The Center for New Revenue aims to fund the work of government, and to promote our common endeavor. It is a North Carolina not-for-profit taxable corporation (as explained below), founded in 2011.
The Center looks at sources for new and more sensible revenue. For now, the main outlet for this work is http://newrevenue.org. Conferences are a possibility for the future. The Center is focusing on three main areas.
1. Revenue from marijuana. This subject has been kept in the closet, as the folks thinking about it the most are taxpayers — ganjapreneurs, cannabisnessmen — folks who seek to profit from legal marijuana sales. Naturally enough. Current topics of interest include (1) a potency base for marijuana taxation, (2) the monopoly alternative to the taxation for marijuana, and (3) the denial of the advertising deduction under Internal Revenue Code section 280E and its state analogues.
2. International taxation. This focus may be quixotic, because big capital has the votes. An ongoing cause is opposition to a Tax Repatriation Holiday for income of U.S. multinationals artificially shifted offshore and trapped there.
3. Taxation of carbon and pollutants. A jet fuel tax is at the top of the list here, since it’s hardly regressive.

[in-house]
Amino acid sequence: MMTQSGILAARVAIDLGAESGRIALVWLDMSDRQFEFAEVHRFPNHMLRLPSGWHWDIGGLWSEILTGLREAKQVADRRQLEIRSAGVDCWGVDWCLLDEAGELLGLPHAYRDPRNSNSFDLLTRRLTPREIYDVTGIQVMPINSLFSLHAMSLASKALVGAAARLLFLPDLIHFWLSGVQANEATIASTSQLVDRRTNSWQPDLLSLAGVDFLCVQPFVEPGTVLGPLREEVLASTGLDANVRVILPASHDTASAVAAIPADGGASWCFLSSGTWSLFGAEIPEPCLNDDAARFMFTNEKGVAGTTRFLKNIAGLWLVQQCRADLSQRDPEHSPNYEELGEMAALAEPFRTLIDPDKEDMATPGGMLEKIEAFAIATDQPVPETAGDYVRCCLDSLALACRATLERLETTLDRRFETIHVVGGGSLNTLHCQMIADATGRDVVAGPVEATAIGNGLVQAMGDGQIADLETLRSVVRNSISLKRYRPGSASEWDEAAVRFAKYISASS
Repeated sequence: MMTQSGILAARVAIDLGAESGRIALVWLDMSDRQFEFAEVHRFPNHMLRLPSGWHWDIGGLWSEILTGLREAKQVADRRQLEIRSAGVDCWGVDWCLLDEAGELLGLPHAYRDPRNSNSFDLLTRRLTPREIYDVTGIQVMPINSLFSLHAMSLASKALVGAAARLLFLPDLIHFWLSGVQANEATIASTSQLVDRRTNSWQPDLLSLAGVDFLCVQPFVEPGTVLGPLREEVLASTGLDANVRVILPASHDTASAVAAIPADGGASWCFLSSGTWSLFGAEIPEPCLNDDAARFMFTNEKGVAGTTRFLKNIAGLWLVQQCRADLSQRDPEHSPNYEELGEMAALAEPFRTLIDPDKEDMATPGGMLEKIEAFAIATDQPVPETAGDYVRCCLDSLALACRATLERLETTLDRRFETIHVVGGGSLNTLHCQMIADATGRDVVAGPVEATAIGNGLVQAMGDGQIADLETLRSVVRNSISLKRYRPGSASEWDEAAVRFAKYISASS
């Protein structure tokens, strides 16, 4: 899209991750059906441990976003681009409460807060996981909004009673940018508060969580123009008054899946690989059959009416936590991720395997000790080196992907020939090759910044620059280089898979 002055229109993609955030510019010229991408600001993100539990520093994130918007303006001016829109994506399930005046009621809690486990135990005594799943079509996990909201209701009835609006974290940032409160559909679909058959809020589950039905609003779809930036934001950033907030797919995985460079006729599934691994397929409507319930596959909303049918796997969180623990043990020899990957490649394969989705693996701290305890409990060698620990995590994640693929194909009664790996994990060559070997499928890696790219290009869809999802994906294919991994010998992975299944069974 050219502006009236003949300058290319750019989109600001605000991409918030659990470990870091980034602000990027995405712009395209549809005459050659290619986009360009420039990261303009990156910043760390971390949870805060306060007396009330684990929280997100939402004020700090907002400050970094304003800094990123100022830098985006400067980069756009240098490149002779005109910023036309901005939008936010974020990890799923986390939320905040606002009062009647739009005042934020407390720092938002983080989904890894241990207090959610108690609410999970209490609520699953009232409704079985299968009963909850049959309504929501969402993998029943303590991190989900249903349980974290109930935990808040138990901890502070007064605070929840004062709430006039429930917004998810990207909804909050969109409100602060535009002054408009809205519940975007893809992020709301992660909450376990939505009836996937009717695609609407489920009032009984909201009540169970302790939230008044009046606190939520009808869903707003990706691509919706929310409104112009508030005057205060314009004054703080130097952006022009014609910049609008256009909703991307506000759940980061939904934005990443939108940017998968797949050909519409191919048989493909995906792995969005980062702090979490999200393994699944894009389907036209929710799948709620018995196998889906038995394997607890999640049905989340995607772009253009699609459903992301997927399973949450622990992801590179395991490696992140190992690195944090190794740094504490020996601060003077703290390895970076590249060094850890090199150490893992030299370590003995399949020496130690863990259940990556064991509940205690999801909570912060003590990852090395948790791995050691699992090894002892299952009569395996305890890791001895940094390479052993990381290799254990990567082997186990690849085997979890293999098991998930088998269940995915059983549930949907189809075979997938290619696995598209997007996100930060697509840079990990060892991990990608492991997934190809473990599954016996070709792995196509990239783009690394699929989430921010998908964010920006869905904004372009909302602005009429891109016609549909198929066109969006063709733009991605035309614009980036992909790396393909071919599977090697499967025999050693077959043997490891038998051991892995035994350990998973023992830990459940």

The Center’s founder, Pat Oglesby, worked for the Joint Congressional Committee on Taxation from 1982 to 1988, first as a Legislation Attorney and then as the Foreign Tax Counsel; he then, thanks to Senator Lloyd Bentsen, held the position of Chief Tax Counsel of the Committee on Finance of the United States Senate for two years. More at http://newrevenue.org/pat-oglesby-cv-2/ or here.
The Center’s informal Board of Advisors consists of old friends of the founder: LaBrenda Garrett-Nelson, of Washington, D.C., and Laurens, South Carolina; Joseph Murphy, of Boone, North Carolina; Mary Norris Oglesby, of Chapel Hill, North Carolina; Robert Schofield, of Georgetown, South Carolina; and Albert Varner, M.D., of San Rafael, CA. Advisors do not necessarily agree with (or even keep up with) views expressed on this blog, or by the Center or the founder in any manner.
The Center is a nonprofit corporation under North Carolina law, but seeks no donations, so there is no plan to seek qualification as a tax-exempt entity under section 501(c) of the Code.
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